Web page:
On his blog The Daily Nightly, NBC Nightly News anchor Brian Williams took offense at "spinning" about his Obama-swooning patter on MSNBC about how reporter Lee Cowan admitted they've found it hard to remain objective about the Obama phenomenon. NBC, biased? Williams said "rival political efforts" (the Clintons?) charged him with bias and that's "just ridiculous." The anchor demanded viewers look at NBC against and judge the "quality and fairness of our journalism." But isn't that a little like Gary Hart challenging reporters to look for Donna Rice? Exhibits of Cowan's liberal bias on the campaign (not to mention NBC's) have been posted here at NB. From the anchor's blog:
Lee admits "...it's almost hard to remain objective..." which as he implies is our goal in our work every day. He's referring to what all of us who have covered campaigns have felt from time to time: it's impossible to get the long view...the view from 40,000 feet...while operating at sea level, and inside the bubble.
Lee was talking about the swirl of excitement that has hit the Obama campaign after Iowa -- the crowds, the hoopla -- all of it. Today we learned that rival political efforts were spinning this as some kind of "bias" on the part of either Lee, or me, or this News Division, and that's just ridiculous. My response is as it always is in these situations: look at it again, listen to what's being said, and judge us by the quality and fairness of our journalism.
Exhibit A comes from MRC's Geoff Dickens, who found Cowan reporting an entire story (or press release) on August 9 from the Service Employees International Union, which invited the Democratic candidates to do house work for a day to see how home health-care workers are dramatically underpaid. For the candidates, it was a golden opportunity for them to look like Men and Women of The People.
Cowan showed Obama humbly sweeping cobwebs and getting coffee, and served up the following softball to Obama: "What does it say about the state of our health care that you've got a 86-year-old man being taken care of by a 61-year-old woman and you put the two of them together and they probably don't have a living wage?" Obama dutifully agreed with the union: "It says that we've got to, we've got to do something more fundamental than just tinkering around the edges."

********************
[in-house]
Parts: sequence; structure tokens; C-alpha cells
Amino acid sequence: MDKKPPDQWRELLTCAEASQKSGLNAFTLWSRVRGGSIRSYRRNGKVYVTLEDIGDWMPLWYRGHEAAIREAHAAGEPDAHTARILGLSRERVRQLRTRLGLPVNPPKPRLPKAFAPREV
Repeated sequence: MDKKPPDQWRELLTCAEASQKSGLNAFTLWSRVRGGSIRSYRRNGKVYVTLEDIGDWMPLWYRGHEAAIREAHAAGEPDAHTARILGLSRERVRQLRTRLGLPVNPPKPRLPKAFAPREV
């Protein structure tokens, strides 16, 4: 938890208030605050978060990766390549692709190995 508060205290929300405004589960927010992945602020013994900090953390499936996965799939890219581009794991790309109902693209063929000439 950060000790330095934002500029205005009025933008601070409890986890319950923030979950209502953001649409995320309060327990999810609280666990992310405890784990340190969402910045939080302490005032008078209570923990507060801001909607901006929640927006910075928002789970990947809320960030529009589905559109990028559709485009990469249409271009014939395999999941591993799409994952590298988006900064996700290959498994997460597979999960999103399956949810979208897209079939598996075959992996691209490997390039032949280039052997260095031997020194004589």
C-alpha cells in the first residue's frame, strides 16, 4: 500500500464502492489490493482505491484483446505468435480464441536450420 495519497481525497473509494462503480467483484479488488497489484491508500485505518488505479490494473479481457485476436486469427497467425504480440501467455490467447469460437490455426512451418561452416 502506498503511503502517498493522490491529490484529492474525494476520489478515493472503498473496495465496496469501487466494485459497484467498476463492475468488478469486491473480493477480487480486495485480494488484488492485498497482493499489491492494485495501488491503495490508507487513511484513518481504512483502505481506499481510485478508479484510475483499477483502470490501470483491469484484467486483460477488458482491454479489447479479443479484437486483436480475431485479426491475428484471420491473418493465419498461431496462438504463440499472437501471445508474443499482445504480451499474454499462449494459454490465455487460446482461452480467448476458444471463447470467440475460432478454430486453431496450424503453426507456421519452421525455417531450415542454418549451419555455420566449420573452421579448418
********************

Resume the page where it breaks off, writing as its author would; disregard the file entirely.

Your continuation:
For another exhibit, in October, I found Cowan trying to sell both Barack Obama and Hillary Clinton as great sources of hometown pride for Chicago. The first thing he did to promote Hillary was interview her childhood pal (and reliable Hillary's Fabulous saleswoman) Betsy Ebeling, but then he even insisted she was a Cubs fan (and not a Yankees fan?):
COWAN: There's little each candidate won't claim about Chicago but they do disagree on one thing, baseball. Senator Clinton is a Cubs fan, Senator Obama roots for the Sox. At the end of the day it really is, sort of an embarrassment of riches for Democrats here because they have two hometown powerbrokers that have a pretty good shot at the White House.
LAUER: Yeah, they have a lot to be proud of. Lee Cowan, joining us here in Chicago. Lee good to see you, thanks very much.
Williams is clearly miffed that NBC's getting banged up for showing some humility about Obama Mania, that it's hard to see the energy and not see Obama winning everywhere. (That's a good thing to warn against, considering the New Hampshire loss for Obama.) But Cowan's frank talk with Williams about how it's tough to be objective is really just more sales talk about how non-partisan people are coming to see the Obama phenomenon, that average Joes are coming and putting their children on their shoulders because they "sense history" at Obama rallies and it's "not cool" to have missed seeing the Amazing Obama in person.
Does Williams not realize that if Obama loses the nomination, then perhaps "history" wasn't made? Does Williams not realize that most of the people coming to see Obama are hard-core liberals and not just dazzled independent voters, but partisans who want to insist on a story line of Democratic momentum? Does Williams not realize that it's somehow not as difficult for network reporters and anchors to avoid finding premature "history" from Republican candidates?
These network websites are supposed to, in part, bring "transparency" to the public about how the news is made. But the only thing that's transparent in the anchorman's blog here is how overconfident he is that NBC will look objective after prolonged evaluation.